Senator Kohl says that the new legislation would not affect purely defensive research. He says the new legislation is also aimed at stopping the spread of biological weapons to other countries. US intelligence sources say 10 countries - which they refuse to name - either possess or are in the process of acquiring biological weapons. Endorsing the legislation in congressional testimony last week, Assistant Secretary of State for Politico-military Affairs H.Allen Holmes told the Judiciary Committee, ``Passage of such legislation at this time would give a clear signal to the world that the United States is serious about controlling the proliferation of biological weapons.... The legislation is timely and important....''
The Department of Justice has also approved the bill, with some reservations. Ronald K. Noble, a deputy assistant attorney general in the department's criminal division, calls the legislation ``an effective new tool that would fill a gap in our current statutory arsenal against potential terrorist activities.''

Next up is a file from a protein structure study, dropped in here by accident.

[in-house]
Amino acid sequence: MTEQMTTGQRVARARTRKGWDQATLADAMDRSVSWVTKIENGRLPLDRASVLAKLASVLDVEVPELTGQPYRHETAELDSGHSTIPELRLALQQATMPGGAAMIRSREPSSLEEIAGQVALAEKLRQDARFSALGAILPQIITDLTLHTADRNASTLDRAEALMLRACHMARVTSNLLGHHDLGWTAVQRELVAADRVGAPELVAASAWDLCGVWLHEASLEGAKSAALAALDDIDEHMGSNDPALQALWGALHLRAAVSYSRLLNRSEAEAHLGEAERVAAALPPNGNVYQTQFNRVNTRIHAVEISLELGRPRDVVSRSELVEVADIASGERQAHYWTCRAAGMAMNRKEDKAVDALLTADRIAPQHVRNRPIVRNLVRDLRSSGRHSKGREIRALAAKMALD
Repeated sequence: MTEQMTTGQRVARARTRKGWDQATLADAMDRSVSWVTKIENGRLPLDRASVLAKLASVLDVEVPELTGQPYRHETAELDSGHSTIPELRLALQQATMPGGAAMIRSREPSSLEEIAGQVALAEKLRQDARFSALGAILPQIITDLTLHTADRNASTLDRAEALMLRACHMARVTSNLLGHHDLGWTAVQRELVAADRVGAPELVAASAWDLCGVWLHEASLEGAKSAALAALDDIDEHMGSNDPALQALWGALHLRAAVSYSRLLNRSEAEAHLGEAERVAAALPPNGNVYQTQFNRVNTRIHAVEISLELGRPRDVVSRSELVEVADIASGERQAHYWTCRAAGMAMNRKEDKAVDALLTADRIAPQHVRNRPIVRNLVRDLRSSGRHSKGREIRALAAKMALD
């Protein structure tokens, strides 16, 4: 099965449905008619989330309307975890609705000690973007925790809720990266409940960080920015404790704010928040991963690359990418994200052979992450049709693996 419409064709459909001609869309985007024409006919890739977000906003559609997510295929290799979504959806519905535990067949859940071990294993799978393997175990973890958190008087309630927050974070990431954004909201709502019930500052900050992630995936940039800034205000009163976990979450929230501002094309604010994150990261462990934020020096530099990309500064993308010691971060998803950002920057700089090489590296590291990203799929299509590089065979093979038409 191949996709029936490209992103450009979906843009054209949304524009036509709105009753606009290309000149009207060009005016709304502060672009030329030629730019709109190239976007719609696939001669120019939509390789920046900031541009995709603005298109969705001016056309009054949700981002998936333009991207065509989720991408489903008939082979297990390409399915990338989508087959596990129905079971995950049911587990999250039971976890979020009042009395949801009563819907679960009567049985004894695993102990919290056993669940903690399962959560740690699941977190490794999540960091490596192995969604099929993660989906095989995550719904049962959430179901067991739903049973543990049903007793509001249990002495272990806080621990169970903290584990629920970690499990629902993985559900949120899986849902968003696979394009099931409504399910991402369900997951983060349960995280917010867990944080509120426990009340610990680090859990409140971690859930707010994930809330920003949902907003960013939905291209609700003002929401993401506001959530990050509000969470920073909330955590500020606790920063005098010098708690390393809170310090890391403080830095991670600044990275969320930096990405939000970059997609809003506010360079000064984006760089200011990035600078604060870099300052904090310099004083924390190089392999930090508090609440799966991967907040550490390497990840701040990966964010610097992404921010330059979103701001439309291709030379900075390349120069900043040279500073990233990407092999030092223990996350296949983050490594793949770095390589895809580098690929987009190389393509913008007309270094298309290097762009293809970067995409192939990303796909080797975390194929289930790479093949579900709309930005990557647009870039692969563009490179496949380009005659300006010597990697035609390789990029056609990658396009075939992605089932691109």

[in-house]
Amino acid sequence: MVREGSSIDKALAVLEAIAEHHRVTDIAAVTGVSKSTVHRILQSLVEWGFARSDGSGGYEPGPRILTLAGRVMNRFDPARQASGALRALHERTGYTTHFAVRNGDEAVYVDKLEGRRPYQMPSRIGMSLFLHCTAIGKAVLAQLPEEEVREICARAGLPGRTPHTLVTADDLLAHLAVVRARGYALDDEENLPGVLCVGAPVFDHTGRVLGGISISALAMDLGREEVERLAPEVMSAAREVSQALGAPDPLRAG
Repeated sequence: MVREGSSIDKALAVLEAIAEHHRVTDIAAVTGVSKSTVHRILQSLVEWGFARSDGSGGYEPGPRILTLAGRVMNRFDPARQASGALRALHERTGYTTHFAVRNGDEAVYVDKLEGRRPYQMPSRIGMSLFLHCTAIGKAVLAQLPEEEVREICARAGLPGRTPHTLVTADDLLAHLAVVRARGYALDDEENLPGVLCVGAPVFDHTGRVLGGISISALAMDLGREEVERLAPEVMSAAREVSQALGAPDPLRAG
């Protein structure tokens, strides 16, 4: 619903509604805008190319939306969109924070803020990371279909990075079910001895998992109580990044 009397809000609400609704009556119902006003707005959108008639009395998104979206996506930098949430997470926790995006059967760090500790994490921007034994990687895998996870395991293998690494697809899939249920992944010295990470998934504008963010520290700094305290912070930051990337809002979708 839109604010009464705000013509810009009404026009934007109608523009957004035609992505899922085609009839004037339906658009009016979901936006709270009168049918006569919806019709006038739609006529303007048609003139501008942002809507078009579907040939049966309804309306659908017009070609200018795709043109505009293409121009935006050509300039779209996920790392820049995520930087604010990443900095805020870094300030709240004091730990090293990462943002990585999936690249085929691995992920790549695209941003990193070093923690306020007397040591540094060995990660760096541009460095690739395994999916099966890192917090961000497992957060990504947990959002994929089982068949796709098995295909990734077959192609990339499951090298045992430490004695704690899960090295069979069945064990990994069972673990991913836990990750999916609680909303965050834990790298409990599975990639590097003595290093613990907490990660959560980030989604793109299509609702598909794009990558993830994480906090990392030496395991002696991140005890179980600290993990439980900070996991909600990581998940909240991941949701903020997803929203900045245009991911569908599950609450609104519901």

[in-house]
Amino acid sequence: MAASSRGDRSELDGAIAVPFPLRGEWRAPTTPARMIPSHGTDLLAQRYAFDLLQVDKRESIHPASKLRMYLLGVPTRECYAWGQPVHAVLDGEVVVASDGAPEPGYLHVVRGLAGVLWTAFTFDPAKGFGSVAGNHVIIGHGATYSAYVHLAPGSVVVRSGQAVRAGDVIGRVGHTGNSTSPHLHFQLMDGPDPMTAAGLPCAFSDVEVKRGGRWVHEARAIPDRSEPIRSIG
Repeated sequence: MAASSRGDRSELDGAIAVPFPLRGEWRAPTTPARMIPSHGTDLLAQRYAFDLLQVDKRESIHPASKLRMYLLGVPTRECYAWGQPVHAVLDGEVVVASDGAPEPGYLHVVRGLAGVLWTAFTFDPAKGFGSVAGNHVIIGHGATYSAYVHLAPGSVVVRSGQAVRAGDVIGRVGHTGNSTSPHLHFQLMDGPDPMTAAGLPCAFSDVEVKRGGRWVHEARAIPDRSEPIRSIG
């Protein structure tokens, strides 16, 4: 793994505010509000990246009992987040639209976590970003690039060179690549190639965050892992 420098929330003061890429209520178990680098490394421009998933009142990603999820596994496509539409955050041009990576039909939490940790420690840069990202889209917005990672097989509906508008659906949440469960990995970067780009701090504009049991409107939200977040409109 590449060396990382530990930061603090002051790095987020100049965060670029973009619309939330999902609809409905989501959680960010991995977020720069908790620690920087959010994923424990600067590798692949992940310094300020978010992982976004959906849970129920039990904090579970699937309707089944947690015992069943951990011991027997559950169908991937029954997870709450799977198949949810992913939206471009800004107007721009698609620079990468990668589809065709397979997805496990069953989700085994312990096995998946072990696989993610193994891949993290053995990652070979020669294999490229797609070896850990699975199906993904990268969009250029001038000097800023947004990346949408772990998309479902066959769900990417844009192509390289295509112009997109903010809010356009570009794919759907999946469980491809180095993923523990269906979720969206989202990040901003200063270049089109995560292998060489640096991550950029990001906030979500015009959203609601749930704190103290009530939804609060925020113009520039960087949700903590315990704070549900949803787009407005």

Much of the administration's enthusiasm for the measure can probably be traced to President Bush, who repeatedly declared during last year's campaign that he wanted to bring about the abolition of chemical and biological weapons worldwide. The President has taken particular interest in the issue over the years. At Geneva in 1984, while he was vice-president, Bush personally introduced a comprehensive US draft for a treaty banning chemical weapons. That document has since gained wide acceptance as the basis for an international agreement, which is still being negotiated.